Scheme 2 Photochemical reaction mechanism of MBBZ in CH3CN after 266 nm irradiation.
C. Evaluation of the solvent influence

The key transient intermediates identified in the TRIR spectra by their characteristic vibrational marker bands,provide direct spectral evidence to establish the side reaction of photocleavage of desyl derivatives at C-C=O bond,which is in competition with the main uncaging reaction to release 2-methylbenzoic acid. How to restrain the side reaction and promote the main reaction? We testified the solvent effect and evaluated the effect of water on the uncaging reaction and the homolysis reaction of C-C=O bond. TRIR absorption spectra were measured in the 4%D$_2$O:96%CH$_3$CN and 25%D$_2$O:75%CH$_3$CN respectively,as shown in Fig. 4. Compared with the pure CH$_3$CN solution,the 1735 cm$^{-1}$ band decays to the baseline as shown in the insets of the Fig. 4,indicating that this band is totally ascribed to the A2 radical intermediate and no stable product 2A2 is detected in the spectra. In the presence of 4%D$_2$O,the stable uncaging product 2-methylbenzoic acid that was mixed in the 1735 cm$^{-1}$ band should be shifted to lower frequency of 1711 cm$^{-1}$,as suggested in the steady-state spectra (Fig. 3). In this case,the 2-methylbenzoic acid band is buried between the two ground state bleaching bands,which makes the band intensity at 1711 cm$^{-1}$ increase and approach to positive (Fig. 4),which is unlike the deep dips in pure CH$_3$CN solution (Fig. 3).

 FIG. 4 Transient IR spectra of 5 mmol/L MBBZ at selected time delays saturated with N$_2$ following 266 nm laser irradiation: (a) in 4%D$_2$O:96%CH$_3$CN; (b) in 25%D$_2$O:75%CH$_3$CN. Inset: kinetic traces for 1735 cm$^{-1}$ respectively.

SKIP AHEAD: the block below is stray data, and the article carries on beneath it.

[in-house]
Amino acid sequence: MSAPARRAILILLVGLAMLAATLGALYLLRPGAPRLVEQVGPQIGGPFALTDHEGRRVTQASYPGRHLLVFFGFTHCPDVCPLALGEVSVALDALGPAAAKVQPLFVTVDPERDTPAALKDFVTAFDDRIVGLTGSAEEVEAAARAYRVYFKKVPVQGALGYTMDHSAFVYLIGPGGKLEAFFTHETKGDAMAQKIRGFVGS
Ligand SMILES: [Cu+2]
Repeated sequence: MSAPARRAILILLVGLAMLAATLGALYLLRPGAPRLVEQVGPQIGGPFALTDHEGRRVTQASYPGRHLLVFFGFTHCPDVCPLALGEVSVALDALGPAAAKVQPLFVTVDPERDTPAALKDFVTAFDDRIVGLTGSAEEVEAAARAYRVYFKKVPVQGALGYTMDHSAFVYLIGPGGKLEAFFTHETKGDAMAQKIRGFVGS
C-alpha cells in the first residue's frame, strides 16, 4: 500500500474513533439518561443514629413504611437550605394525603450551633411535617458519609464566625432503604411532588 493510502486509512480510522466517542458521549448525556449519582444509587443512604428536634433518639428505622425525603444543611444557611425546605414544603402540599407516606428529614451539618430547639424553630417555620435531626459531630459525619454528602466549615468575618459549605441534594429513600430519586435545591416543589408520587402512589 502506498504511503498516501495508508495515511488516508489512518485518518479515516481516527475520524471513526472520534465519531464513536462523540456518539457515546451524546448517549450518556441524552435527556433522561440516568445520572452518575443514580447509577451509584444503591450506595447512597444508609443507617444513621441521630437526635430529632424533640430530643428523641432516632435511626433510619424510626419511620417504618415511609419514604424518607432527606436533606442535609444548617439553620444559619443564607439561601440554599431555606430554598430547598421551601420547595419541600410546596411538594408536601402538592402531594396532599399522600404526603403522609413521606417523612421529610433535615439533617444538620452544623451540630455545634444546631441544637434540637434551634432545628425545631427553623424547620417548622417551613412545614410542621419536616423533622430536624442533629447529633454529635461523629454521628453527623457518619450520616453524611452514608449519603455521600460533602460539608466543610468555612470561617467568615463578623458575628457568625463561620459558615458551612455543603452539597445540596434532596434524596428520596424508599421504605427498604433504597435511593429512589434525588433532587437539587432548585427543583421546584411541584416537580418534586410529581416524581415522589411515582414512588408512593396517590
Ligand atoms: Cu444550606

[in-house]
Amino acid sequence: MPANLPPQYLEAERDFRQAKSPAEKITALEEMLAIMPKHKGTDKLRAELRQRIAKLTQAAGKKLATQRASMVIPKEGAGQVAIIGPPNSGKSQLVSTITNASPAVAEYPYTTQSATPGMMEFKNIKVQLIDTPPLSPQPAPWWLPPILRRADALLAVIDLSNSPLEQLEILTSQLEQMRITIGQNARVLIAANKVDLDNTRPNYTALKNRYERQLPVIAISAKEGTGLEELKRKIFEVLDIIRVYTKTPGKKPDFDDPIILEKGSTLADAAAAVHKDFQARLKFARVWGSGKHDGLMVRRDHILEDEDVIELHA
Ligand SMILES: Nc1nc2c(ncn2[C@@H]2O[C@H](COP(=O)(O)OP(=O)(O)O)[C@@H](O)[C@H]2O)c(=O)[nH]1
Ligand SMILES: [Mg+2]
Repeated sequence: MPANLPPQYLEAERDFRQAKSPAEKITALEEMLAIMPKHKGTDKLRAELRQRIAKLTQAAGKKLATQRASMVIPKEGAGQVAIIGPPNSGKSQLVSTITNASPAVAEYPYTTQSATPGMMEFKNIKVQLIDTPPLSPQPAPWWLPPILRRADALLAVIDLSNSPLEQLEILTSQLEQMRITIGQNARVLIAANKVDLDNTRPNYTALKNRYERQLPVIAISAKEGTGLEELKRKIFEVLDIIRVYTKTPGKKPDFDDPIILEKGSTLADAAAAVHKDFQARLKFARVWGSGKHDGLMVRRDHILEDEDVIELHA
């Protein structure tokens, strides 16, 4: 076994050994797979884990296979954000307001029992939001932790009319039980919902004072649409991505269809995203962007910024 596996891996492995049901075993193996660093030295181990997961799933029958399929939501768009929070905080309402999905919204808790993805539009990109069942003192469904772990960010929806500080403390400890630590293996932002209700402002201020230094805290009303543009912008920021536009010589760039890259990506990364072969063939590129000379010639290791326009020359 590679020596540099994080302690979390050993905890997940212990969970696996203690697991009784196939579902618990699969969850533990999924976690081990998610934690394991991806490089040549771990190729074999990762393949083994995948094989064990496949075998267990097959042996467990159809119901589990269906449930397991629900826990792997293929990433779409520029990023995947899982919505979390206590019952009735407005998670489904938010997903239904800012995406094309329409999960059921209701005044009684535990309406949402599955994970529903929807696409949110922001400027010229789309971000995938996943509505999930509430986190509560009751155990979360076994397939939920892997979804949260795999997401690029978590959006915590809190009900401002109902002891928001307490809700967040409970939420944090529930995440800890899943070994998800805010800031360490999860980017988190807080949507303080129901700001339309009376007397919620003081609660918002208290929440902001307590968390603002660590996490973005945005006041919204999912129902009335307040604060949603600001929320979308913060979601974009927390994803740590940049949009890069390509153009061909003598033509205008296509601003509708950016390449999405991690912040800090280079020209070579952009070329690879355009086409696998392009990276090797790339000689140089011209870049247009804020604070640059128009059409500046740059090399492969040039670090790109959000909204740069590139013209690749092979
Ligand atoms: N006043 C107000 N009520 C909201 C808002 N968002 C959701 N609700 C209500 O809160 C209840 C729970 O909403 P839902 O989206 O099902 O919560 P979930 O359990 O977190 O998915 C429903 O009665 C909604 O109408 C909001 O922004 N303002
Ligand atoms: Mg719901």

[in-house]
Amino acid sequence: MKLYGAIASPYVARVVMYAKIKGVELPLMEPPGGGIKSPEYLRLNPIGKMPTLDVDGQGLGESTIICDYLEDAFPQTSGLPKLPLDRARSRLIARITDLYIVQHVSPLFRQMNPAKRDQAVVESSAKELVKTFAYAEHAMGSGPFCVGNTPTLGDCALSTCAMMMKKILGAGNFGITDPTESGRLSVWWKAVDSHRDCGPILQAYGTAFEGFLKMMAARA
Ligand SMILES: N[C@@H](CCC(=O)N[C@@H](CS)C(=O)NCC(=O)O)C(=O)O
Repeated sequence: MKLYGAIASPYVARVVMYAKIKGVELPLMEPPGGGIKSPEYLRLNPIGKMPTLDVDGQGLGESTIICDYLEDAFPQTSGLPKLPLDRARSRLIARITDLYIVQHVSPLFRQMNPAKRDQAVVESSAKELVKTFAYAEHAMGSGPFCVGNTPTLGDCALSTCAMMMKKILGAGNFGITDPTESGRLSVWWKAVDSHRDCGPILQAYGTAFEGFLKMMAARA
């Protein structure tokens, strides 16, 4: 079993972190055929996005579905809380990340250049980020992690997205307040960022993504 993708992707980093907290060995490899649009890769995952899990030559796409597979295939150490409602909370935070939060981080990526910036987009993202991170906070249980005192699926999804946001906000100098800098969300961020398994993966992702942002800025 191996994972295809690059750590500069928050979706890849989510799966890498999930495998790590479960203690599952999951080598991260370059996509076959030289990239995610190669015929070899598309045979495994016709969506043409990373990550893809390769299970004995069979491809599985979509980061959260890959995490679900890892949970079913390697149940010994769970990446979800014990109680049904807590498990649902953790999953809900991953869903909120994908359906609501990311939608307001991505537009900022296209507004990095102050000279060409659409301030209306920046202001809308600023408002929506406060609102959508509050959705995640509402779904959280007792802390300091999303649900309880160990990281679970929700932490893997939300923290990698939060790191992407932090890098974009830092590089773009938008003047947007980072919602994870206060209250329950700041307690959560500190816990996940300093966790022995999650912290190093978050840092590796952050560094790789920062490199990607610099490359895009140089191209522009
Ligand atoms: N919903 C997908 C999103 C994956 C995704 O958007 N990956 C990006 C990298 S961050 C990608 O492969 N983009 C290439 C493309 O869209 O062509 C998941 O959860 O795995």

One advantage of the TRIR absorption spectra is that it measures simultaneously the depletion of reactant molecules with the formation of photoproducts. Thus,both the amount of photoproduct formed and reactant consumed can be quantified by normalizing the peak area of the IR absorption band with the absorption coefficient. Therefore,we can investigate the influence of water on the branching ratios of the deprotection reaction and homolytic cleavage of C-C=O by estimating the yields of 2-methylbenzoic acid and benzoyl radical or A2. The extinction coefficients of the reactant and 2-methylbenzoic acid were obtained from its steady-state FTIR spectra based on the Beer-Lambert law. By comparing the B3LYP/6-311+G(d,p) calculated IR intensities,which are proportional to their corresponding extinction coefficients,the extinction coefficients of benzoyl radical and A2 can be determined. The IR extinction coefficients of the relevant species are listed in Table Ⅱ. Because 2-methylbenzoic acid,benzoyl radical,A2,and the reactant all reach their maximum spectral intensities at 0.6 μs simultaneously,both the amount of the photochemical product formation and the reactant consumption are quantified by normalizing the peak area of the IR absorption band at their maximum spectral intensities (obtained by Lorentzian fitting as shown in Fig. 5) with the absorption coefficient listed in Table Ⅱ.Furthermore,dividing the amount of photoproduct formation by reactant consumption gives the absolute yields. The yields for the two photochemical products 2-methylbenzoic acid and benzoyl radical are 46.7% and 38.5% in the pure CH$_3$CN and 47.2% and 37.6% in the 4%D$_2$O:96%CH$_3$CN. The similar yields indicate that little amount of water has almost no effect on the photochemical processes. Moreover,it is confirmed that there is neither contribution of 2A2 for the 1732 cm$^{-1}$ in the pure CH$_3$CN nor that in the 4%D$_2$O:96%CH$_3$CN. However,in the 25%D$_2$O:75%CH$_3$CN,the yield of the uncaging 2-methylbenzoic acid grows to 55.0% and the yield of benzoyl radical reduces to 31.9%. It is demonstrated that large amount of water can promote the photo-deprotection reaction. This is probably due to the good ionizing and dissociating capability makes water an ideal solvent for the efficiently heterolytic triplet cleavage of the keto $\alpha$-C=O bond to occur and thus facilitates the uncaging reaction. Additionally,according to the fitting results shown in Fig. 5,the yields of A1 and A2 are 38.5% and 39.2% in the pure CH$_3$CN,37.6% and 41.2% in the 4%D$_2$O:96%CH$_3$CN,31.9% and 33.9% in the 25%D$_2$O:75%CH$_3$CN,respectively,which demonstrates that the yields of A1 and A2 are almost identical considering the error range in the different solvent system,further confirming the spectral assignment of A1 and A2 from the homolysis of MBBZ.